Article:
NASCAR: Working in a Pit Crew Requires More Athleticism Than You Might Think

by Quentin Blount

Drivers may get all of the attention, but racing is not an individual sport. NASCAR pit crew teams can make all the difference in whether a driver wins or loses a race.

There’s a reason, after all, why people say that races are won and lost on pit lane. Even the smallest fraction of a second can be the deciding factor in a race. That’s why having a top-of-the-line pit crew is just as important as having a great driver.

However, teams have changed the way they hire their pit crews. Instead of hiring the best mechanics, they now look to bring in raw athletes who played some kind of competitive sport in college and then teach them the mechanics side of things. Not only are they looking for top-tier athletes, but they are also looking for guys who are quick on their feet, mentally speaking.

Matt Osborn, the pit crew coach for Joe Gibbs Racing, explained as much to Muscle and Fitness.

“We’re looking for great athletes of course,” he said. “But the interesting part is when we bring in guys like Derrell [Edwards], who has top-tier collegiate basketball experience, different than the NBA, NFL, or MLB, where they get to recruit guys while observing their history in the sport, we have to have really quick learners. If you’re one of those guys who have to be shown constantly, you’re going to drown in NASCAR because there is too much to learn in too short of time.”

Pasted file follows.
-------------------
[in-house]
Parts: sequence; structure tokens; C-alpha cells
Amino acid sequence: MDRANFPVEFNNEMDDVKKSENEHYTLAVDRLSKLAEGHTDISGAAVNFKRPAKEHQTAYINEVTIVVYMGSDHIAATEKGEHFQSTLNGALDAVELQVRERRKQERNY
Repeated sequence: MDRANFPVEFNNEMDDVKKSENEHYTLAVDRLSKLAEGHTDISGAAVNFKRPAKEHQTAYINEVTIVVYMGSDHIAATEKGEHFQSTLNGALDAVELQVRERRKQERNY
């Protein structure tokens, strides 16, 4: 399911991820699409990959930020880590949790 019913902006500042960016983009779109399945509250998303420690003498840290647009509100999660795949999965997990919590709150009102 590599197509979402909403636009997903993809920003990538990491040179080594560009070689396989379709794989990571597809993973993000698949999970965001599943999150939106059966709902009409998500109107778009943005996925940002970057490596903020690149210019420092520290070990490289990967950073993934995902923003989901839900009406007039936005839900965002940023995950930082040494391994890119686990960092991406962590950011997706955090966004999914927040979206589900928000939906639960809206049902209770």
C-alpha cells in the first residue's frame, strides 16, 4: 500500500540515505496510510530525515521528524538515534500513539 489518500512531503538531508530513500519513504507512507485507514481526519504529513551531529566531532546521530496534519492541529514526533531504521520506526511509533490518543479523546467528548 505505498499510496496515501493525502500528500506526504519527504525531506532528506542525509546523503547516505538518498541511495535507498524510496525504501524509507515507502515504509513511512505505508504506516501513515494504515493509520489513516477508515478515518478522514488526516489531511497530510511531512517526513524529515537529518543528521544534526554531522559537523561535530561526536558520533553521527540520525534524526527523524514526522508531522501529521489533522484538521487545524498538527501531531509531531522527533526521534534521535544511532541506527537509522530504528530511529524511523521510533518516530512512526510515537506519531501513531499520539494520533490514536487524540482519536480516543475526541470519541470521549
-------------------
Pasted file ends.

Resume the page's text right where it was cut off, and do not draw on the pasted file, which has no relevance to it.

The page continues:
Derrell Edwards — From College Basketball to NASCAR Pit Crew

Derrell Edwards now works as a jackman for Joe Gibbs Racing for the No. 11 team, driven by none other than Denny Hamlin. But it wasn’t all that long ago that the six-foot-two, 200-pounder was leading his High Point University Men’s Basketball Team to back-to-back Big South Season titles.

“It took a few years for me to get comfortable,” the 30-year-old admitted. “It wasn’t even a lot to do with the physical side of things, it was more of the mental side that slowed everything up. A lot of this stuff was foreign to me. I was deep in basketball and it’s still foreign today, seven years later.”

Like with any other sport, Edwards says that NASCAR has its ups and downs.

“It took about five years before it slowed down for me and I can see so much during a pit stop. Still to this day, though, it’s still foreign and I’m still giving max effort every time I jump over the wall to pit a race car, in practice, or during a race. You learn every day. I never get in a routine during pit stops because they change every stop.”

Meanwhile, Osborn says that bringing in guys like Edwards to the pit crew has had an “immediate improvement” for NASCAR.

“20 years ago, when NASCAR teams started looking for more athletic people into pit stops, that’s where it started. It was like, let’s go get guys who are bigger and faster to do pit stops, and it was an immediate improvement for the sport. We’re in the next generation of that now.”